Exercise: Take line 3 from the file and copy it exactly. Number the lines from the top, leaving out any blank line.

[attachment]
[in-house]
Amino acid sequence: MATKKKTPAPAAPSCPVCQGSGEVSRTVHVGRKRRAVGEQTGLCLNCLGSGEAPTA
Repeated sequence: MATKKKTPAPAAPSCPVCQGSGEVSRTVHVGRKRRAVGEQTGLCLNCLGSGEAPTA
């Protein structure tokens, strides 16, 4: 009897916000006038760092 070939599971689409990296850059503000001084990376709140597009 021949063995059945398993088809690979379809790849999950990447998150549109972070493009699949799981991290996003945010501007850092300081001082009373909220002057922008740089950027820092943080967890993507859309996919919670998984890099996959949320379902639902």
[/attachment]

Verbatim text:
Repeated sequence: MATKKKTPAPAAPSCPVCQGSGEVSRTVHVGRKRRAVGEQTGLCLNCLGSGEAPTA